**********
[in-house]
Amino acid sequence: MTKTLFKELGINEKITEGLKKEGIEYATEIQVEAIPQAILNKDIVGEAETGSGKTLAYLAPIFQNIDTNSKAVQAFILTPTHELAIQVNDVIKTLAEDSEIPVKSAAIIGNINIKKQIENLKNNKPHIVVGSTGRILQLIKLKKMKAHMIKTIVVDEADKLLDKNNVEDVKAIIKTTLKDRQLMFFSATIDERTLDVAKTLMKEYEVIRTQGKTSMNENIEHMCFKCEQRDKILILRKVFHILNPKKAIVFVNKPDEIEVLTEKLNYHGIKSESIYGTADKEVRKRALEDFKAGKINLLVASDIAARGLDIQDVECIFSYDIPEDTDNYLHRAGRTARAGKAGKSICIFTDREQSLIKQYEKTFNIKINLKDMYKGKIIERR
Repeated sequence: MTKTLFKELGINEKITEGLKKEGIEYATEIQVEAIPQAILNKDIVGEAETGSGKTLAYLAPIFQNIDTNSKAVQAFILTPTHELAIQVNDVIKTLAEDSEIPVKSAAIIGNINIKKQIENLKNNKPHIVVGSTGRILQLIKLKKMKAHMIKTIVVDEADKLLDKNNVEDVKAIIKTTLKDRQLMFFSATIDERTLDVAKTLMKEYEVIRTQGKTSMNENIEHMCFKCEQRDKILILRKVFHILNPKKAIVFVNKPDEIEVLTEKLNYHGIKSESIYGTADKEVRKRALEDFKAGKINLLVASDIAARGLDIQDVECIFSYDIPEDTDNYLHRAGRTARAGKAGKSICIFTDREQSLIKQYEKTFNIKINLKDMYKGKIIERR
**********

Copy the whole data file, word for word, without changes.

[in-house]
Amino acid sequence: MTKTLFKELGINEKITEGLKKEGIEYATEIQVEAIPQAILNKDIVGEAETGSGKTLAYLAPIFQNIDTNSKAVQAFILTPTHELAIQVNDVIKTLAEDSEIPVKSAAIIGNINIKKQIENLKNNKPHIVVGSTGRILQLIKLKKMKAHMIKTIVVDEADKLLDKNNVEDVKAIIKTTLKDRQLMFFSATIDERTLDVAKTLMKEYEVIRTQGKTSMNENIEHMCFKCEQRDKILILRKVFHILNPKKAIVFVNKPDEIEVLTEKLNYHGIKSESIYGTADKEVRKRALEDFKAGKINLLVASDIAARGLDIQDVECIFSYDIPEDTDNYLHRAGRTARAGKAGKSICIFTDREQSLIKQYEKTFNIKINLKDMYKGKIIERR
Repeated sequence: MTKTLFKELGINEKITEGLKKEGIEYATEIQVEAIPQAILNKDIVGEAETGSGKTLAYLAPIFQNIDTNSKAVQAFILTPTHELAIQVNDVIKTLAEDSEIPVKSAAIIGNINIKKQIENLKNNKPHIVVGSTGRILQLIKLKKMKAHMIKTIVVDEADKLLDKNNVEDVKAIIKTTLKDRQLMFFSATIDERTLDVAKTLMKEYEVIRTQGKTSMNENIEHMCFKCEQRDKILILRKVFHILNPKKAIVFVNKPDEIEVLTEKLNYHGIKSESIYGTADKEVRKRALEDFKAGKINLLVASDIAARGLDIQDVECIFSYDIPEDTDNYLHRAGRTARAGKAGKSICIFTDREQSLIKQYEKTFNIKINLKDMYKGKIIERR